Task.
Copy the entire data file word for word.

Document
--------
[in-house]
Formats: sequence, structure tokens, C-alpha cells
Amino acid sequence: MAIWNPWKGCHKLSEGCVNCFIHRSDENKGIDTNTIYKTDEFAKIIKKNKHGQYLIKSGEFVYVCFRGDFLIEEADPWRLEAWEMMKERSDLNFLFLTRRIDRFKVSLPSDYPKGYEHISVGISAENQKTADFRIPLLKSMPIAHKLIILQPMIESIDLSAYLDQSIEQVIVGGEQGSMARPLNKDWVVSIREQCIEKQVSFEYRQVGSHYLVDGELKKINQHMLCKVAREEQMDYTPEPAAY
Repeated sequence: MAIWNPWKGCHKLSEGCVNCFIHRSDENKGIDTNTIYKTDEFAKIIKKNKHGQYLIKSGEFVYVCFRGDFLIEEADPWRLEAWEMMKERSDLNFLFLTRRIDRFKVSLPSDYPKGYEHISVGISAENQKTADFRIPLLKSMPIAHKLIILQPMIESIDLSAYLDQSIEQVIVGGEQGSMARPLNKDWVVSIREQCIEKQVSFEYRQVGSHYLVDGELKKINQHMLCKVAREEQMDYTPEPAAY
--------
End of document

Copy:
[in-house]
Formats: sequence, structure tokens, C-alpha cells
Amino acid sequence: MAIWNPWKGCHKLSEGCVNCFIHRSDENKGIDTNTIYKTDEFAKIIKKNKHGQYLIKSGEFVYVCFRGDFLIEEADPWRLEAWEMMKERSDLNFLFLTRRIDRFKVSLPSDYPKGYEHISVGISAENQKTADFRIPLLKSMPIAHKLIILQPMIESIDLSAYLDQSIEQVIVGGEQGSMARPLNKDWVVSIREQCIEKQVSFEYRQVGSHYLVDGELKKINQHMLCKVAREEQMDYTPEPAAY
Repeated sequence: MAIWNPWKGCHKLSEGCVNCFIHRSDENKGIDTNTIYKTDEFAKIIKKNKHGQYLIKSGEFVYVCFRGDFLIEEADPWRLEAWEMMKERSDLNFLFLTRRIDRFKVSLPSDYPKGYEHISVGISAENQKTADFRIPLLKSMPIAHKLIILQPMIESIDLSAYLDQSIEQVIVGGEQGSMARPLNKDWVVSIREQCIEKQVSFEYRQVGSHYLVDGELKKINQHMLCKVAREEQMDYTPEPAAY